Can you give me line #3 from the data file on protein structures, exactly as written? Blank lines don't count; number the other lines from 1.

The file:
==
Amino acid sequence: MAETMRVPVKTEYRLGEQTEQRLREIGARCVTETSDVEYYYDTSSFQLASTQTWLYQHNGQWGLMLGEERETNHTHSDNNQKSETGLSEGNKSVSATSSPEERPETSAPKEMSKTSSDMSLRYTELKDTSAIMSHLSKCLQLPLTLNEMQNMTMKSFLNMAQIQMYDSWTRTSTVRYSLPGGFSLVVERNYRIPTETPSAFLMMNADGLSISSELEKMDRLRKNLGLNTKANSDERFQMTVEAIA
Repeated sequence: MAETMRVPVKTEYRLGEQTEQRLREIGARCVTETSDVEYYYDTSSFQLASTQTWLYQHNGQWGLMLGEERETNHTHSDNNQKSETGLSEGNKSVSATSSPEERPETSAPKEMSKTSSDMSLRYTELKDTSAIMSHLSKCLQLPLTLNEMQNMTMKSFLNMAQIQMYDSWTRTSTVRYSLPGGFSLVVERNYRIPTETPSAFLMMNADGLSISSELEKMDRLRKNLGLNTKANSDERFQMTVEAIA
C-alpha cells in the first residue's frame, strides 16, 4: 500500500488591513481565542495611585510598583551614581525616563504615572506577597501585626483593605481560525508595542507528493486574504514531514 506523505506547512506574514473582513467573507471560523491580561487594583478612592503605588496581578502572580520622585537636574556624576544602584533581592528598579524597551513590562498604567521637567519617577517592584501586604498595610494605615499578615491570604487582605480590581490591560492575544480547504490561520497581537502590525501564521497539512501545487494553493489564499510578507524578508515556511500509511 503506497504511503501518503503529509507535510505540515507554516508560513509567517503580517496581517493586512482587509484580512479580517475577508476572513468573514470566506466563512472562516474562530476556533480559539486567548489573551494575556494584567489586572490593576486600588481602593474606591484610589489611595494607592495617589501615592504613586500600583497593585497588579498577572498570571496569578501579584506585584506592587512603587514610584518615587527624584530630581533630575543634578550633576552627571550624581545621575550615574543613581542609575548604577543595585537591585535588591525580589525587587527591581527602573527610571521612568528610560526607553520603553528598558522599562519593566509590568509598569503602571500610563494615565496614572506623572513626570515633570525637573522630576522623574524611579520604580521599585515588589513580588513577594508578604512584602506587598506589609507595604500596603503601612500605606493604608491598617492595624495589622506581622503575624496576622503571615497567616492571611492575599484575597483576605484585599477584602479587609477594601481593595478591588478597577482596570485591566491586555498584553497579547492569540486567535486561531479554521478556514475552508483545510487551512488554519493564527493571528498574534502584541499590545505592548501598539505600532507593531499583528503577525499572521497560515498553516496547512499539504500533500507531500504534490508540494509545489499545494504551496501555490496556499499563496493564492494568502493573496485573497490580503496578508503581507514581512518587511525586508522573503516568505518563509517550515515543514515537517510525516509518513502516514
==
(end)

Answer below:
C-alpha cells in the first residue's frame, strides 16, 4: 500500500488591513481565542495611585510598583551614581525616563504615572506577597501585626483593605481560525508595542507528493486574504514531514 506523505506547512506574514473582513467573507471560523491580561487594583478612592503605588496581578502572580520622585537636574556624576544602584533581592528598579524597551513590562498604567521637567519617577517592584501586604498595610494605615499578615491570604487582605480590581490591560492575544480547504490561520497581537502590525501564521497539512501545487494553493489564499510578507524578508515556511500509511 503506497504511503501518503503529509507535510505540515507554516508560513509567517503580517496581517493586512482587509484580512479580517475577508476572513468573514470566506466563512472562516474562530476556533480559539486567548489573551494575556494584567489586572490593576486600588481602593474606591484610589489611595494607592495617589501615592504613586500600583497593585497588579498577572498570571496569578501579584506585584506592587512603587514610584518615587527624584530630581533630575543634578550633576552627571550624581545621575550615574543613581542609575548604577543595585537591585535588591525580589525587587527591581527602573527610571521612568528610560526607553520603553528598558522599562519593566509590568509598569503602571500610563494615565496614572506623572513626570515633570525637573522630576522623574524611579520604580521599585515588589513580588513577594508578604512584602506587598506589609507595604500596603503601612500605606493604608491598617492595624495589622506581622503575624496576622503571615497567616492571611492575599484575597483576605484585599477584602479587609477594601481593595478591588478597577482596570485591566491586555498584553497579547492569540486567535486561531479554521478556514475552508483545510487551512488554519493564527493571528498574534502584541499590545505592548501598539505600532507593531499583528503577525499572521497560515498553516496547512499539504500533500507531500504534490508540494509545489499545494504551496501555490496556499499563496493564492494568502493573496485573497490580503496578508503581507514581512518587511525586508522573503516568505518563509517550515515543514515537517510525516509518513502516514